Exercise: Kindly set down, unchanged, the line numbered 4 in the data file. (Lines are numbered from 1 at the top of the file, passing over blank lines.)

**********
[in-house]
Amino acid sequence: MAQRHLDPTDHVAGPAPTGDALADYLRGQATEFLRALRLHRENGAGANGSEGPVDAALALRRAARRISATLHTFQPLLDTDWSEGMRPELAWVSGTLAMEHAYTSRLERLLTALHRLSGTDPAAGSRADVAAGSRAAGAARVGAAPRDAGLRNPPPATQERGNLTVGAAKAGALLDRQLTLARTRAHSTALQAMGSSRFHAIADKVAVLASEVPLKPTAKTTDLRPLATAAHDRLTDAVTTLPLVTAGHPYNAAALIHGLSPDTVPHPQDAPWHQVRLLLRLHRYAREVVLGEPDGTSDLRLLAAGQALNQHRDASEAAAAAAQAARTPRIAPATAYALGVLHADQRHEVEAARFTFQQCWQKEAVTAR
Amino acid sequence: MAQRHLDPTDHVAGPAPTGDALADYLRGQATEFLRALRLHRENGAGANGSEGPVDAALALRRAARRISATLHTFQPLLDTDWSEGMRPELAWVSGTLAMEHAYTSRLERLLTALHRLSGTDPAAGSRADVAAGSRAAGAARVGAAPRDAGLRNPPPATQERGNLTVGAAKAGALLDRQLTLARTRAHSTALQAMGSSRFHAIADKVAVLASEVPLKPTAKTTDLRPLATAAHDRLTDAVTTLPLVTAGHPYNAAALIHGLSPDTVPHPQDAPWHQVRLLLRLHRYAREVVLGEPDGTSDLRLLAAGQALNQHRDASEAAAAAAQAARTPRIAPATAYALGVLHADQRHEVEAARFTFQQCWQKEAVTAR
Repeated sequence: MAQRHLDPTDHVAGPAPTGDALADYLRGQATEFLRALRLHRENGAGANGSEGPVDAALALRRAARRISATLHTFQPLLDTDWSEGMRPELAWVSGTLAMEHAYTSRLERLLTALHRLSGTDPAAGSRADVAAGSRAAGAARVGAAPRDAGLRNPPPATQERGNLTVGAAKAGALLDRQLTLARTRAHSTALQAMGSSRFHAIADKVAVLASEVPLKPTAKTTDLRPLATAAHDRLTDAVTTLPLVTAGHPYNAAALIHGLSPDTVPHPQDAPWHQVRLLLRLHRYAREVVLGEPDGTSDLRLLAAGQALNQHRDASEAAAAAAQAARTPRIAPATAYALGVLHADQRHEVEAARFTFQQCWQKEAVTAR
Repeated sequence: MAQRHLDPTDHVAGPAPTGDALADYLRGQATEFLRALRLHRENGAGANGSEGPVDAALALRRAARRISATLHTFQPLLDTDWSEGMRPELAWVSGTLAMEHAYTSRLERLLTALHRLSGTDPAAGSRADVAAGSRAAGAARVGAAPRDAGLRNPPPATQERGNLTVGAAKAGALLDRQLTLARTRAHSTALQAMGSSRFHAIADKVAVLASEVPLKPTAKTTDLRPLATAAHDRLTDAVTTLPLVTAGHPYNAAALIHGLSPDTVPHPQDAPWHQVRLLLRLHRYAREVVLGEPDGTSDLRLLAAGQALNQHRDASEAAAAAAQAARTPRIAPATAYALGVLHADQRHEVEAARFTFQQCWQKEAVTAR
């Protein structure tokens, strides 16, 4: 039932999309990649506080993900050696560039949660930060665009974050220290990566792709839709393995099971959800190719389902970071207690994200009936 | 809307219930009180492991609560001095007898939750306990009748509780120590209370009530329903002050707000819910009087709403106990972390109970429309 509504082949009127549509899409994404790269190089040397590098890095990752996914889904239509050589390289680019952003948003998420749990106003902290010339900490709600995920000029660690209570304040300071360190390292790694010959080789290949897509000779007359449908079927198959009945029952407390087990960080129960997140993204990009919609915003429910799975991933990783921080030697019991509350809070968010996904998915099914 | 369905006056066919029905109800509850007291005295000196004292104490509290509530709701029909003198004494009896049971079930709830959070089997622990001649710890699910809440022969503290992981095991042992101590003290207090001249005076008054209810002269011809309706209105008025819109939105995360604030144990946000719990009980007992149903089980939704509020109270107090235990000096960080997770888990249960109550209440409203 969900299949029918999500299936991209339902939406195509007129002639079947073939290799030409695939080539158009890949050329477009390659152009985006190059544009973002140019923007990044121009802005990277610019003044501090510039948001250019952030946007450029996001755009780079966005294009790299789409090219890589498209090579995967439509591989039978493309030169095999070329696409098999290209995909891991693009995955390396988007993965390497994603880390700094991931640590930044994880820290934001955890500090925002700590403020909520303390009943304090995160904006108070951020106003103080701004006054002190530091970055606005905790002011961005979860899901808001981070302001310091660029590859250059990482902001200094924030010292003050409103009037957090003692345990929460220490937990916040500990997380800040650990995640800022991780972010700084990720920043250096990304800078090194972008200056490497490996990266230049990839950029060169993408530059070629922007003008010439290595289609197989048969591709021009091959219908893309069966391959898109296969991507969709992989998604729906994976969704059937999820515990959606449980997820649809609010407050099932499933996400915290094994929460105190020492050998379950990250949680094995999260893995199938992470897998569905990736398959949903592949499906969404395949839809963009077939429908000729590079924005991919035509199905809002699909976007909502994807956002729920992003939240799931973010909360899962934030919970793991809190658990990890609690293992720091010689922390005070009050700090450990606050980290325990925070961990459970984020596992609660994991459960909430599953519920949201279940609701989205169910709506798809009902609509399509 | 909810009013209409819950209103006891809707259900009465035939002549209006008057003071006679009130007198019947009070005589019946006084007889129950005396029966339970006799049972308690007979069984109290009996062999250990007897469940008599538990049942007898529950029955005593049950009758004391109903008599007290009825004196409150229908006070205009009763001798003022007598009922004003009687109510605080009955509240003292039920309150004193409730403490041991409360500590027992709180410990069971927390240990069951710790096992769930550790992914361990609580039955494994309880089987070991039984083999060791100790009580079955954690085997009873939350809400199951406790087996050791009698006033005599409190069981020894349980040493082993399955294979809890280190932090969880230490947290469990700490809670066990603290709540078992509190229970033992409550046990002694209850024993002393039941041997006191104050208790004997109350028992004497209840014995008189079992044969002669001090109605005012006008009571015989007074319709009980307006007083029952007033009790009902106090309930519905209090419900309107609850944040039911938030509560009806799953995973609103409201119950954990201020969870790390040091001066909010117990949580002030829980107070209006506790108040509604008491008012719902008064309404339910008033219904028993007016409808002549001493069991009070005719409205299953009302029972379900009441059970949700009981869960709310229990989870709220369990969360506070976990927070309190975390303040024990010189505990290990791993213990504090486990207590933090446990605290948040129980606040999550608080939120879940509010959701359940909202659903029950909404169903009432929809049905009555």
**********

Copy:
Repeated sequence: MAQRHLDPTDHVAGPAPTGDALADYLRGQATEFLRALRLHRENGAGANGSEGPVDAALALRRAARRISATLHTFQPLLDTDWSEGMRPELAWVSGTLAMEHAYTSRLERLLTALHRLSGTDPAAGSRADVAAGSRAAGAARVGAAPRDAGLRNPPPATQERGNLTVGAAKAGALLDRQLTLARTRAHSTALQAMGSSRFHAIADKVAVLASEVPLKPTAKTTDLRPLATAAHDRLTDAVTTLPLVTAGHPYNAAALIHGLSPDTVPHPQDAPWHQVRLLLRLHRYAREVVLGEPDGTSDLRLLAAGQALNQHRDASEAAAAAAQAARTPRIAPATAYALGVLHADQRHEVEAARFTFQQCWQKEAVTAR